My wife has presented me with a sign that has just got JSN written on it. It is to remind me when I answer the phone to a ‘can you just do’ enquiry…… to Just Say No.
I try my best to live up to her expectations but sometimes something comes along that should really be a JSN job but which scratches an itch. You know what I mean. You think about it and you do all the right mental arithmetic in your head and the answer keeps coming back to the same – don’t even think about it. But the the other side of my brain is screaming at me … what a challenge, what a learning experience, what fun to have a go at it. Providing the asking party is aware of your thought process or lack of it and accepts that it might just go belly up and never come to fruition then why not ?
Back to the story – 10 days or so ago I had a call from David Pawley who is a turret clock expert extraordinaire to say someone he knew was after an escape wheel for a turret clock and was desperate. David passed on the details and a couple of days later the potential customer arrived on our driveway. After a suitably socially distant conversation and a rubber gloves inspection of the old damaged wheel …. I got sucked in and turned the JSN sign over to face the wall.
The Brocot is no ordinary escape wheel. In fact it is a real challenge. Not a simple fly cutter job. Traditionally it would be cut in an indexing device such as a lathe with two different cutters, one for the curve and one for the notch. I didn’t have these so I thought I would probably upset the traditionalists and try to use CNC.
Sorry that things have been quiet but we have been on a 6 week trip to New Zealand. It was the only country that my wife and I both had heard so much about and both agreed we wanted to see. So I had to bid farewell to the workshop for longer than I really wanted but you can’t go round to the other side of the world for just the weekend.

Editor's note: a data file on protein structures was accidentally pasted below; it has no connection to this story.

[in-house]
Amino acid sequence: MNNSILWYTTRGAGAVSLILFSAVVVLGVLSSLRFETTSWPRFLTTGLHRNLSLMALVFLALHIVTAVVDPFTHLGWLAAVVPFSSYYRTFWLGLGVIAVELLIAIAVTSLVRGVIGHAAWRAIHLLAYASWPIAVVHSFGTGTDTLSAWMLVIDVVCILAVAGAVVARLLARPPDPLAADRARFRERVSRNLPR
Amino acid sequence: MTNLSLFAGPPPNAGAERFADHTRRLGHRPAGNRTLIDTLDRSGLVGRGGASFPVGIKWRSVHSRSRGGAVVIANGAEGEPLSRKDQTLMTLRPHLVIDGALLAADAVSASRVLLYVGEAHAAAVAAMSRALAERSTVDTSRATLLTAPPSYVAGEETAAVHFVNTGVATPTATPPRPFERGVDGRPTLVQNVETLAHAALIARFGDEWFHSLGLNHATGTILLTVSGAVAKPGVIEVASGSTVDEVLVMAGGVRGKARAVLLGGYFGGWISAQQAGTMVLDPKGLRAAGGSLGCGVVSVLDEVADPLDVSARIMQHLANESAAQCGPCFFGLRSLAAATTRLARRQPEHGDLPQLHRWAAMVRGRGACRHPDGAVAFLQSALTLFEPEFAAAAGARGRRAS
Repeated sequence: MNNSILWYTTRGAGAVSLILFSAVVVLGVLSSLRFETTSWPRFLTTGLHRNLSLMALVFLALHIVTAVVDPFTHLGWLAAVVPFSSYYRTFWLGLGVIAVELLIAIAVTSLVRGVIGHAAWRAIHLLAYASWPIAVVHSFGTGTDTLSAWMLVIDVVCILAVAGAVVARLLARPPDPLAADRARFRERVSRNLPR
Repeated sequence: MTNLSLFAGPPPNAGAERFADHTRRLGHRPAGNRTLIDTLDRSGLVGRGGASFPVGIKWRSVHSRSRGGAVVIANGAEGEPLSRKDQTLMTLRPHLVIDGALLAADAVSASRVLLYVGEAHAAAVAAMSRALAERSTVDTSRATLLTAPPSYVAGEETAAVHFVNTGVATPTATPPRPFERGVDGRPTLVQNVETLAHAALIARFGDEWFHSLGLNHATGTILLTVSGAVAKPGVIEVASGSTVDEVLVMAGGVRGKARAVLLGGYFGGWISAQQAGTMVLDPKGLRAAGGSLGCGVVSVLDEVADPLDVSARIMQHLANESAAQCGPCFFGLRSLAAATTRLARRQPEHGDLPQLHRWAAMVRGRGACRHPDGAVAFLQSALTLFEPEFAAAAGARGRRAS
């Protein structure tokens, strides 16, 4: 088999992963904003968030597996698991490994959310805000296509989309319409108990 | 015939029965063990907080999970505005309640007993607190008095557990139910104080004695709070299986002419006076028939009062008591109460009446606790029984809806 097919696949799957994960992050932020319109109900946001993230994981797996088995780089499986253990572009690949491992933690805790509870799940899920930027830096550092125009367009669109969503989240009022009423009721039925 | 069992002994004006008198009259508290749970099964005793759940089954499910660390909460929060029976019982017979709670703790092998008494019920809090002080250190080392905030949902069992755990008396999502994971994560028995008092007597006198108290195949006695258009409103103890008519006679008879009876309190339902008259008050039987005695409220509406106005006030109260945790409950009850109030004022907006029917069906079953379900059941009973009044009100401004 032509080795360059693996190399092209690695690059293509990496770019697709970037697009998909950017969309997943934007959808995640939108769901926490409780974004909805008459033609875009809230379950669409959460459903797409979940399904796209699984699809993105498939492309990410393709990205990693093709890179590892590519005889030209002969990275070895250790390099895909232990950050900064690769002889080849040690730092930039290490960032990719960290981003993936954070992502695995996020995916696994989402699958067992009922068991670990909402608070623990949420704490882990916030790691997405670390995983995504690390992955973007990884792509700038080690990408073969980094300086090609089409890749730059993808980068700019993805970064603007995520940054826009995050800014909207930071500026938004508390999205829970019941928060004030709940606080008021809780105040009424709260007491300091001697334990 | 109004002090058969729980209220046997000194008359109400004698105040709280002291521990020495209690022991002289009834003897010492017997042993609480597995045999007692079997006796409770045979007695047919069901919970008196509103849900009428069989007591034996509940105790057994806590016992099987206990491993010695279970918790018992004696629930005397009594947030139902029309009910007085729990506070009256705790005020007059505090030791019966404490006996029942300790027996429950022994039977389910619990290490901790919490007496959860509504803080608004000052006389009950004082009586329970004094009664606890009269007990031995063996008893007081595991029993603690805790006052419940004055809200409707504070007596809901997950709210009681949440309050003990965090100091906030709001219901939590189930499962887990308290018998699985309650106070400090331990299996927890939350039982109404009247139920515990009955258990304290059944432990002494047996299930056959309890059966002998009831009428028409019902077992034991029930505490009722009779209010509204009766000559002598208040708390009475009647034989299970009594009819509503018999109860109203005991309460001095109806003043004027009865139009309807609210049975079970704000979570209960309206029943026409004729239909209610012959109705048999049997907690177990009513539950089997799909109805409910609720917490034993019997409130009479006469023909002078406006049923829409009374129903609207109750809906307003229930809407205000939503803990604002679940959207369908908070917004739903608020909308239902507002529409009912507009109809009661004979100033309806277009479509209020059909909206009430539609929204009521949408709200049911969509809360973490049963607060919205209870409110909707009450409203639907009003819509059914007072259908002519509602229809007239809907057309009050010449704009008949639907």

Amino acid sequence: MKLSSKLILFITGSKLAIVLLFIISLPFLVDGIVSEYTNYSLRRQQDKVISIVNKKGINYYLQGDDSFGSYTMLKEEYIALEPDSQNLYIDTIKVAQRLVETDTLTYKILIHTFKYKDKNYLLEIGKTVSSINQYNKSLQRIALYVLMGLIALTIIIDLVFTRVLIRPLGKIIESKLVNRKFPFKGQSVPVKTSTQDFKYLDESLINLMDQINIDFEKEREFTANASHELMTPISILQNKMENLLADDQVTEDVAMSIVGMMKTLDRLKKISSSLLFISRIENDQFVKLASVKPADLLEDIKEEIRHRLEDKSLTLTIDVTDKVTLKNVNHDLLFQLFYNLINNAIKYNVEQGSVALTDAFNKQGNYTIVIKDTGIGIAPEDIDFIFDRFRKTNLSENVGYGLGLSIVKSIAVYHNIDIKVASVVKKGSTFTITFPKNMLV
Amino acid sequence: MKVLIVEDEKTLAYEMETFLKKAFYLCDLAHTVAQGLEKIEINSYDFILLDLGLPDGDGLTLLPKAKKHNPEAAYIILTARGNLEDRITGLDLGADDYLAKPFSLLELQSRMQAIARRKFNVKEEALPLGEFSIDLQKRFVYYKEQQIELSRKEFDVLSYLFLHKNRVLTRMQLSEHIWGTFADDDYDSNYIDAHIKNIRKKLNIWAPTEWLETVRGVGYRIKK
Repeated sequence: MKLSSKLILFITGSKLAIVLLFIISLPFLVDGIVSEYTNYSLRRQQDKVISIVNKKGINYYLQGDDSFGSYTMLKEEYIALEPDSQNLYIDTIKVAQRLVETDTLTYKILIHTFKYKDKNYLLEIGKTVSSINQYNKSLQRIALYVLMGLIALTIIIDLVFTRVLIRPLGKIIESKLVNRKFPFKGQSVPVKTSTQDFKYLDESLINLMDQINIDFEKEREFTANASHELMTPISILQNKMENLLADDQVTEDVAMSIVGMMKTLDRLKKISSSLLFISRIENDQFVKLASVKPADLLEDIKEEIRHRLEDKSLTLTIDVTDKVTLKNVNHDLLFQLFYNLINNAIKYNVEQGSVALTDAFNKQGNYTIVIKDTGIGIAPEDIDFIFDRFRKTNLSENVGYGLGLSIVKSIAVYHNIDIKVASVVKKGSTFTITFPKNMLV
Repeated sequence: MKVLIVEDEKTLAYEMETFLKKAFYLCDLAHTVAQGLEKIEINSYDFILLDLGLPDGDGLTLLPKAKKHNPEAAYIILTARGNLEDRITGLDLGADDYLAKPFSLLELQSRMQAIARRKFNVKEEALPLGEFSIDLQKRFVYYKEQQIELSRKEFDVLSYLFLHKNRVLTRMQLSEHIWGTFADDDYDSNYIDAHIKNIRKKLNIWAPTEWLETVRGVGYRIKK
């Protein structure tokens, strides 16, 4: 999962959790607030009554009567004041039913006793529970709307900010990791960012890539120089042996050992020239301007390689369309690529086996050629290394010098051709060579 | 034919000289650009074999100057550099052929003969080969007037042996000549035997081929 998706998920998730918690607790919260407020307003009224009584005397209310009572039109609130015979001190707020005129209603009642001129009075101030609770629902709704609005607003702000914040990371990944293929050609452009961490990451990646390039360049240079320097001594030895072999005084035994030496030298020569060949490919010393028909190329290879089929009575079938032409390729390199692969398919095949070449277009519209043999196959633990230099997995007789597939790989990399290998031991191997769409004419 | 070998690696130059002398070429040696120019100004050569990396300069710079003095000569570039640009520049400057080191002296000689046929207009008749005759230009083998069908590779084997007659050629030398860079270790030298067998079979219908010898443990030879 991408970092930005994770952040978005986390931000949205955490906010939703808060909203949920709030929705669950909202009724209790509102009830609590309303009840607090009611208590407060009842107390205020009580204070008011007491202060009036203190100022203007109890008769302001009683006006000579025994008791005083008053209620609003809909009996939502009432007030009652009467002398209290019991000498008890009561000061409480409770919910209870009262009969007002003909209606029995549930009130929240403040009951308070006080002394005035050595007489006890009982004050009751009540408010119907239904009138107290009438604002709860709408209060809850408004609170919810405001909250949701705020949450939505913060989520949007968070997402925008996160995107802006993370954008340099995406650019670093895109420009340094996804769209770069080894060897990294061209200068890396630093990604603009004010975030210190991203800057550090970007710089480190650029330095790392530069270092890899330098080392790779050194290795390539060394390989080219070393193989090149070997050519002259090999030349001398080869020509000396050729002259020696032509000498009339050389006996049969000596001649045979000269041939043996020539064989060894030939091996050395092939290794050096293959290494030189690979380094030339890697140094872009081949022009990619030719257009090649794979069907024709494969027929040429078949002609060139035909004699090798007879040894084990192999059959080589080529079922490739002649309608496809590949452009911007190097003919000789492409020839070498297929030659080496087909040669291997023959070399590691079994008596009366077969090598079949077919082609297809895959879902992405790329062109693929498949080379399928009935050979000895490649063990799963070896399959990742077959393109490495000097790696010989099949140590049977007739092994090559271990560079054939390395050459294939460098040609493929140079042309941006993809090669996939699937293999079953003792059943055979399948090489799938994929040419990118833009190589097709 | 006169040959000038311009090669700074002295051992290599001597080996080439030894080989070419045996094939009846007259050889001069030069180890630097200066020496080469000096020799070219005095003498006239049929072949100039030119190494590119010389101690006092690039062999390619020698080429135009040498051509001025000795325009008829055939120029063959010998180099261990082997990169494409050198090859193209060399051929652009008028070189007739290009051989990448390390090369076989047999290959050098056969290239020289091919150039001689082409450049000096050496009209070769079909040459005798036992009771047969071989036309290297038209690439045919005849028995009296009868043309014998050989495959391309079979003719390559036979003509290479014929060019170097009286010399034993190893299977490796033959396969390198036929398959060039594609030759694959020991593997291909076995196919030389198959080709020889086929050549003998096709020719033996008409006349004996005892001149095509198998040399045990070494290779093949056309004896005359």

We flew Emirates from London to Dubai, Dubai to Melbourne and Melbourne to Wellington with a few hours stop over at each. If we must fly long haul we like Emirates or Virgin whenever possible and Emirates once again was brilliant.
We had considered doing a golfing holiday through a package deal but it ended up like some sort of crazy route march with tee times booked months in advance. Not really a holiday. We chose instead a camper-van do your own thing style tour. We were both a bit apprehensive about being in close confines for 6 weeks (instead of our normal me in the workshop and my wife playing golf). It took a few days to get into the swing of things and work out a routine but once we were sorted it went well.
We covered over 5,000 kms wandering around North and then South Island. We usually booked one night’s camp site ahead. We used the Top10 sites most of the time but also some independent ones. Some sites were very good, some not so good. We had one where we felt like cleaning our shoes when we came out of the toilet block …
We covered a significant part of both islands and were blown away by the scenery. We struck lucky with the weather with the sun following us around on our journey. We did get to play golf but rather than pay NZD200 for a round we played small town courses for NZD30 tops. The courses were beautifully manicured, most were deserted with an honesty box for green fees and we met some interesting people.
I didn’t get to see much mechanical tech but there were a few heritage steam railways and museums that I couldn’t resist visiting.
It is a great destination and despite my reservations, the camper-van was a great way to see things and the 6 weeks flew by. Highlight for both of us was a front seat helicopter flight from Queenstown to Milford Sound via a glacier landing and with blue skies all day. Not many people see Milford Sound in sunshine. We were very very lucky.
The workshop awaits and my newly installed heater will ensure a cosy winter activity session.
Great to be back and it will be even better when we have shaken off the jet lag.
It has been a thoughtful morning on the Tormach wheel cutting setup.
In order to cut clock wheels the first step is that I need to be able to set the cycloidal cutter centre line accurately on the centre line of the blank brass diameter. See the picture and description below.
From previous posts you will know I have got the chuck securely and centrally mounted on the CNC rotary table and this assembly is in turn rigidly fixed on the tooling table. The position of the centre line of the chuck is now fixed relative to the tooling plate on the bed. The chuck and rotary table mounting bracket is sufficiently Woody over engineered to hopefully be repeatable. Likewise the distance from the spindle to the chuck can be repeatably zeroed using the Haimer and its associated tool table entry (#90).